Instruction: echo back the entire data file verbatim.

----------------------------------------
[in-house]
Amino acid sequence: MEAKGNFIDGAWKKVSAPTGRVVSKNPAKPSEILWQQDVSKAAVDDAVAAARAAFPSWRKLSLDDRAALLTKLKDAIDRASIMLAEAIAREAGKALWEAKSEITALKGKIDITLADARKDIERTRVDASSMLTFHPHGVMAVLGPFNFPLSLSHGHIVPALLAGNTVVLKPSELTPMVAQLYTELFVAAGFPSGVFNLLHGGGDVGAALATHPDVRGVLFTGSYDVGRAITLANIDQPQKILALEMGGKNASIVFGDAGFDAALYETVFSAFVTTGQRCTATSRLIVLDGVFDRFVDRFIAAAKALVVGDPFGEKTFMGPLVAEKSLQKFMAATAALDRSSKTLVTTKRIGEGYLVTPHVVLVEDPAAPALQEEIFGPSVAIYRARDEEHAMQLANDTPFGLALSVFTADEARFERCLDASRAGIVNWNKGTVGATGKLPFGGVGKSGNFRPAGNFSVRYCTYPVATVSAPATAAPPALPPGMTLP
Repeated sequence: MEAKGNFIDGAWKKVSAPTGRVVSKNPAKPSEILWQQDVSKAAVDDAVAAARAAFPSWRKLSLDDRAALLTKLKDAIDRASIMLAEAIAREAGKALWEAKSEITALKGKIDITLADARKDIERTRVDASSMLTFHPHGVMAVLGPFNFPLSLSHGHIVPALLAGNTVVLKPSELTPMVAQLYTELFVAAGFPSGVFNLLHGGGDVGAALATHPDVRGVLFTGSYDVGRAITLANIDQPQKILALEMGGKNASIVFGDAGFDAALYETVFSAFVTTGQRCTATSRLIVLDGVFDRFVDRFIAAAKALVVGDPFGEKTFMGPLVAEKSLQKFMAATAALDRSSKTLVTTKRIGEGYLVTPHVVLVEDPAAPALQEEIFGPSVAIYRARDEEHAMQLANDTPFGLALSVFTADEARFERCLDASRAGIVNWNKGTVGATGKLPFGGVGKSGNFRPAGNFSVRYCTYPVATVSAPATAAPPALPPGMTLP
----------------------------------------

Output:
[in-house]
Amino acid sequence: MEAKGNFIDGAWKKVSAPTGRVVSKNPAKPSEILWQQDVSKAAVDDAVAAARAAFPSWRKLSLDDRAALLTKLKDAIDRASIMLAEAIAREAGKALWEAKSEITALKGKIDITLADARKDIERTRVDASSMLTFHPHGVMAVLGPFNFPLSLSHGHIVPALLAGNTVVLKPSELTPMVAQLYTELFVAAGFPSGVFNLLHGGGDVGAALATHPDVRGVLFTGSYDVGRAITLANIDQPQKILALEMGGKNASIVFGDAGFDAALYETVFSAFVTTGQRCTATSRLIVLDGVFDRFVDRFIAAAKALVVGDPFGEKTFMGPLVAEKSLQKFMAATAALDRSSKTLVTTKRIGEGYLVTPHVVLVEDPAAPALQEEIFGPSVAIYRARDEEHAMQLANDTPFGLALSVFTADEARFERCLDASRAGIVNWNKGTVGATGKLPFGGVGKSGNFRPAGNFSVRYCTYPVATVSAPATAAPPALPPGMTLP
Repeated sequence: MEAKGNFIDGAWKKVSAPTGRVVSKNPAKPSEILWQQDVSKAAVDDAVAAARAAFPSWRKLSLDDRAALLTKLKDAIDRASIMLAEAIAREAGKALWEAKSEITALKGKIDITLADARKDIERTRVDASSMLTFHPHGVMAVLGPFNFPLSLSHGHIVPALLAGNTVVLKPSELTPMVAQLYTELFVAAGFPSGVFNLLHGGGDVGAALATHPDVRGVLFTGSYDVGRAITLANIDQPQKILALEMGGKNASIVFGDAGFDAALYETVFSAFVTTGQRCTATSRLIVLDGVFDRFVDRFIAAAKALVVGDPFGEKTFMGPLVAEKSLQKFMAATAALDRSSKTLVTTKRIGEGYLVTPHVVLVEDPAAPALQEEIFGPSVAIYRARDEEHAMQLANDTPFGLALSVFTADEARFERCLDASRAGIVNWNKGTVGATGKLPFGGVGKSGNFRPAGNFSVRYCTYPVATVSAPATAAPPALPPGMTLP